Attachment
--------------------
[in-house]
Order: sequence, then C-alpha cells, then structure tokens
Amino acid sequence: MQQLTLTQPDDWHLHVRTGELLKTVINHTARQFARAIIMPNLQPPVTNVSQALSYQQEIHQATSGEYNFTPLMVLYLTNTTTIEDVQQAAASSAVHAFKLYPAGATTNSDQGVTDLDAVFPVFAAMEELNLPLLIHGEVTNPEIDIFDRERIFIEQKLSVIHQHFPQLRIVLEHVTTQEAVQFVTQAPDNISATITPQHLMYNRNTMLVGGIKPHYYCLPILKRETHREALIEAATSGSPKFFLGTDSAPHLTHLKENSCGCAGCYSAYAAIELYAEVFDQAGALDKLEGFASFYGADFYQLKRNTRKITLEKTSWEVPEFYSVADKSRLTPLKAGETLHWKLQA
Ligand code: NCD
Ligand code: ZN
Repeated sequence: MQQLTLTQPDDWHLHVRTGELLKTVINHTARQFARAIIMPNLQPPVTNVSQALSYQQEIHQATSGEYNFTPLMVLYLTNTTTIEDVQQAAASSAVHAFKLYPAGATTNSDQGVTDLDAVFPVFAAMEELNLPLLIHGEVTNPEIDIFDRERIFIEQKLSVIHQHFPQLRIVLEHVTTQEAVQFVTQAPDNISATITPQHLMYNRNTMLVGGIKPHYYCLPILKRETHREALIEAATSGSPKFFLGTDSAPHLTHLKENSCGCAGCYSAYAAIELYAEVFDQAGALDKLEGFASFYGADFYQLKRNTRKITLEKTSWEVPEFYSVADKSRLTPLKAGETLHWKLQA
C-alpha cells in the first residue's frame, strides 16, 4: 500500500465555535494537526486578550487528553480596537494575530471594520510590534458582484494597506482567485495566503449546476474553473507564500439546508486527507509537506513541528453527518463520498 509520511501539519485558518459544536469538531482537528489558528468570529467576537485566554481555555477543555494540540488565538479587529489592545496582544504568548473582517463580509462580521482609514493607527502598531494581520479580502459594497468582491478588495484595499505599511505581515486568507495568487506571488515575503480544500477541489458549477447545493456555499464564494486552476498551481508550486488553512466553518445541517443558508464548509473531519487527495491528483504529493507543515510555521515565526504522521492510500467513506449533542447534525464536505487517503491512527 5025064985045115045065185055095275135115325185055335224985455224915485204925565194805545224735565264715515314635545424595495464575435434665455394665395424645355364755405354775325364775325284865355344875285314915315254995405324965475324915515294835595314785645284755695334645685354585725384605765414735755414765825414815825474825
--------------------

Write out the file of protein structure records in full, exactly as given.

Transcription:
[in-house]
Order: sequence, then C-alpha cells, then structure tokens
Amino acid sequence: MQQLTLTQPDDWHLHVRTGELLKTVINHTARQFARAIIMPNLQPPVTNVSQALSYQQEIHQATSGEYNFTPLMVLYLTNTTTIEDVQQAAASSAVHAFKLYPAGATTNSDQGVTDLDAVFPVFAAMEELNLPLLIHGEVTNPEIDIFDRERIFIEQKLSVIHQHFPQLRIVLEHVTTQEAVQFVTQAPDNISATITPQHLMYNRNTMLVGGIKPHYYCLPILKRETHREALIEAATSGSPKFFLGTDSAPHLTHLKENSCGCAGCYSAYAAIELYAEVFDQAGALDKLEGFASFYGADFYQLKRNTRKITLEKTSWEVPEFYSVADKSRLTPLKAGETLHWKLQA
Ligand code: NCD
Ligand code: ZN
Repeated sequence: MQQLTLTQPDDWHLHVRTGELLKTVINHTARQFARAIIMPNLQPPVTNVSQALSYQQEIHQATSGEYNFTPLMVLYLTNTTTIEDVQQAAASSAVHAFKLYPAGATTNSDQGVTDLDAVFPVFAAMEELNLPLLIHGEVTNPEIDIFDRERIFIEQKLSVIHQHFPQLRIVLEHVTTQEAVQFVTQAPDNISATITPQHLMYNRNTMLVGGIKPHYYCLPILKRETHREALIEAATSGSPKFFLGTDSAPHLTHLKENSCGCAGCYSAYAAIELYAEVFDQAGALDKLEGFASFYGADFYQLKRNTRKITLEKTSWEVPEFYSVADKSRLTPLKAGETLHWKLQA
C-alpha cells in the first residue's frame, strides 16, 4: 500500500465555535494537526486578550487528553480596537494575530471594520510590534458582484494597506482567485495566503449546476474553473507564500439546508486527507509537506513541528453527518463520498 509520511501539519485558518459544536469538531482537528489558528468570529467576537485566554481555555477543555494540540488565538479587529489592545496582544504568548473582517463580509462580521482609514493607527502598531494581520479580502459594497468582491478588495484595499505599511505581515486568507495568487506571488515575503480544500477541489458549477447545493456555499464564494486552476498551481508550486488553512466553518445541517443558508464548509473531519487527495491528483504529493507543515510555521515565526504522521492510500467513506449533542447534525464536505487517503491512527 5025064985045115045065185055095275135115325185055335224985455224915485204925565194805545224735565264715515314635545424595495464575435434665455394665395424645355364755405354775325364775325284865355344875285314915315254995405324965475324915515294835595314785645284755695334645685354585725384605765414735755414765825414815825474825